“Write what you know” is good advice, up to a point, but it also comes with its own set of perils and pitfalls. One of the big ones?  When you are passionate and knowledgable about a topic, it’s easy to forget that not everyone shares your particular obsession.

I was reminded of this the other day while reading notes from a Trusted Reader. The short story I sent him presupposed a knowledge of 16th century Scottish/English politics, the basic vocabulary of the Scotts dialect, fairy folklore in general, and the stolen child/changeling trope in particular. This Trusted Reader is exceedingly intelligent, but his knowledge base contains none of those things. Which, in a very important way, made him an ideal reader for this tale.

Which brings us to today’s writing tip.

If your story is deeply rooted in a particular field, be it forensic medicine or Major League baseball, it will need to make sense to someone who isn’t a pathologist or a pitcher. When you know a subject very, very well, you may not be the best judge of whether you’ve provided adequate background for someone who doesn’t.  A reader who isn’t familiar with one or more of the story’s key themes and elements comes at the story very differently than you do. If something is confusing or unclear to him, you need to expand or clarify. He’s also more likely to see how the story works apart from the knowledge-specific references. Someone who’s not distracted by the minutia of folklore or Star Wars or coin collecting may see big-picture plot holes and character inconsistencies that are less visible to people who live and love the details.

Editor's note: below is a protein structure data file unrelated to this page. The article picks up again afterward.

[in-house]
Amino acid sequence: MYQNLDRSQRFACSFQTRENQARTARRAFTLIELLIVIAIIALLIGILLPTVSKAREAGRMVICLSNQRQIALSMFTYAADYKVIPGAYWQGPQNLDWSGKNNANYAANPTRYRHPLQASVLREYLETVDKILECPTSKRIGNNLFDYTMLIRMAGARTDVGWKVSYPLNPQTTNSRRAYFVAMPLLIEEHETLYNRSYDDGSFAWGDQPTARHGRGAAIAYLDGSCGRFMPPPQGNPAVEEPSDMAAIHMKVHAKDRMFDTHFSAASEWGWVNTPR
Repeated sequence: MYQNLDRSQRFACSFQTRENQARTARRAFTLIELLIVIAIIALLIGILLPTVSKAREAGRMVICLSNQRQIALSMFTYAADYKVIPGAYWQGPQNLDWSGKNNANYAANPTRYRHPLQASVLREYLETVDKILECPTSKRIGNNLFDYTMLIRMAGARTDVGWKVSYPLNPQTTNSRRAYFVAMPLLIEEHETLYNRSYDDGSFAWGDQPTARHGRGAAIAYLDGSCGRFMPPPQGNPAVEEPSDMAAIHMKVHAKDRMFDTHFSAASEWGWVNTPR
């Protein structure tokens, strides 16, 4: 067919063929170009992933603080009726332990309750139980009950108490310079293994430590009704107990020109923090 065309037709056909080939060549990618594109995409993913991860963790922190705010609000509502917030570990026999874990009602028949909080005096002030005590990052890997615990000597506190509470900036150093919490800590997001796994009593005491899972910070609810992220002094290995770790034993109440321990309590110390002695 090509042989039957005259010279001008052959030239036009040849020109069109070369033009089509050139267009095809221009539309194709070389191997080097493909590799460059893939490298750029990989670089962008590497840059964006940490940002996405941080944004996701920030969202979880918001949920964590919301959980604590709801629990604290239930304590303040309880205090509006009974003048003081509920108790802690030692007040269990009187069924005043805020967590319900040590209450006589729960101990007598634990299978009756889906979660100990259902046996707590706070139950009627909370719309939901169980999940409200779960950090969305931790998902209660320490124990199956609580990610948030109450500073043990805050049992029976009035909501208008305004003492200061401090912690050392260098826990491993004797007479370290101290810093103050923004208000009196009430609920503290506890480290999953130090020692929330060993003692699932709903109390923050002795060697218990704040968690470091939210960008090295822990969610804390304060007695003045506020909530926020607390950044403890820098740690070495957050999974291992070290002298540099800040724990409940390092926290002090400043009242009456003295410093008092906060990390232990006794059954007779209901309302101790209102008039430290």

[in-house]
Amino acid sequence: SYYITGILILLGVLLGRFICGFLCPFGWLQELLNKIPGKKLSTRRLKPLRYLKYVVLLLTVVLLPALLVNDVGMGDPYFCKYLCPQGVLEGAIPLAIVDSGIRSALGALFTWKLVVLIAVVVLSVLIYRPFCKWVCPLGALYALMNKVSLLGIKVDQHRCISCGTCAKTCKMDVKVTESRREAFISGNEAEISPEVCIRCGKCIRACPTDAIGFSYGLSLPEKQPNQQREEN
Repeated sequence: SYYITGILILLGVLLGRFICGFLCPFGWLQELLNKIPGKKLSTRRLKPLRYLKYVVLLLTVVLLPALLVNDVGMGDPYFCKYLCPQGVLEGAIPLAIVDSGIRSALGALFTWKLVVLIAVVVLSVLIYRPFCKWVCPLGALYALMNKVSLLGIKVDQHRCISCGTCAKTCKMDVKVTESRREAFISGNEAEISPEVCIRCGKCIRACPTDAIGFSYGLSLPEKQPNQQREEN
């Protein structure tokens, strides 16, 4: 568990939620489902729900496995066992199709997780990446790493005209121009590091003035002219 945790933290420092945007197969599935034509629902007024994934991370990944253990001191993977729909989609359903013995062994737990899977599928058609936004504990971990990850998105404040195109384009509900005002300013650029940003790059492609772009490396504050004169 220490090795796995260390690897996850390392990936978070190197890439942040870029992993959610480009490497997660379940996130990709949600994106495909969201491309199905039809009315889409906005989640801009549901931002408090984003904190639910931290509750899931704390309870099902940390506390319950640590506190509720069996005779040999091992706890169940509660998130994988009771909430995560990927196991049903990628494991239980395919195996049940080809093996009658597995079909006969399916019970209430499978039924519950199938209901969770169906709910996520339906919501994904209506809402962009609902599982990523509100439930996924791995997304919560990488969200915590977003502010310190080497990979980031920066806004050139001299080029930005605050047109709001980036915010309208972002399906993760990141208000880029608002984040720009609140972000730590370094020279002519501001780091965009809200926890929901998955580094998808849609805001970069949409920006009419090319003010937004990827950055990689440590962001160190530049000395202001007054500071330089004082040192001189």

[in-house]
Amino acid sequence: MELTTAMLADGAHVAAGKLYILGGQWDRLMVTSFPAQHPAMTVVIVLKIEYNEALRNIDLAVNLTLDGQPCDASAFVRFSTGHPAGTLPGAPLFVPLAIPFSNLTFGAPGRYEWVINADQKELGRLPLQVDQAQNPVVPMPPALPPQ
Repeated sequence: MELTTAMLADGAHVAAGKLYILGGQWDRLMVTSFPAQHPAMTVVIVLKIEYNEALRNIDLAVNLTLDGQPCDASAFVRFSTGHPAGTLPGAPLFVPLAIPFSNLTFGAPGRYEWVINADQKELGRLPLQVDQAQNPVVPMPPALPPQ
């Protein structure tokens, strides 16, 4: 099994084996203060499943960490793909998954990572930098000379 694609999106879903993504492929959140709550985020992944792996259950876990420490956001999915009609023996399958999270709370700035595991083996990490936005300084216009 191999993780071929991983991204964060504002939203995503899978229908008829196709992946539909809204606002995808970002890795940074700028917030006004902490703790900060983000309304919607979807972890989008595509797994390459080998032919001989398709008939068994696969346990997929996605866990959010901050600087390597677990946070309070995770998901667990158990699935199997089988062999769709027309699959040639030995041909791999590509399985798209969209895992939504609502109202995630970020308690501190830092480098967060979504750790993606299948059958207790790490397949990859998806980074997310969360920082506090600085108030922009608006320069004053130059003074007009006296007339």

I’m fairly new to the practice of sharing with Trusted Readers. For years, the notion of anyone reading anything Before It Was Ready was the sort of thing I contemplated only during nightmares. The kind of dream where you forgot to study for an exam, or you have to perform a piece of music you’ve never practiced and can’t sight-read because the score is nothing but blank paper, or you’re in a shopping mall during the Christmas rush and suddenly your clothes disappear and oops, there you are.  Giving someone a first draft to read feels a lot like those dreams. It’s way, way outside my comfort zone, but it’s worth doing. I’m pretty sure that if I’d started earlier, I’d be a much better writer today.

If you’re a writer who’s not ready to take this step, or who has yet to find Trusted Readers, writing what you know for people who don’t can be a challenge. In the first draft, you can splash expertise onto the page or screen until it looks like a Jackson Pollack painting, but when you’re revising, here’s a tactic that might help:  Bring to mind a friend, family member, or acquaintance–or an imaginary Ideal Reader, for that matter–who knows very little about the topic or the setting or the magic system, and try to envision a passage as it would appear from his point of view. If it leaves him scratching his imaginary head, you’ve got more work to do.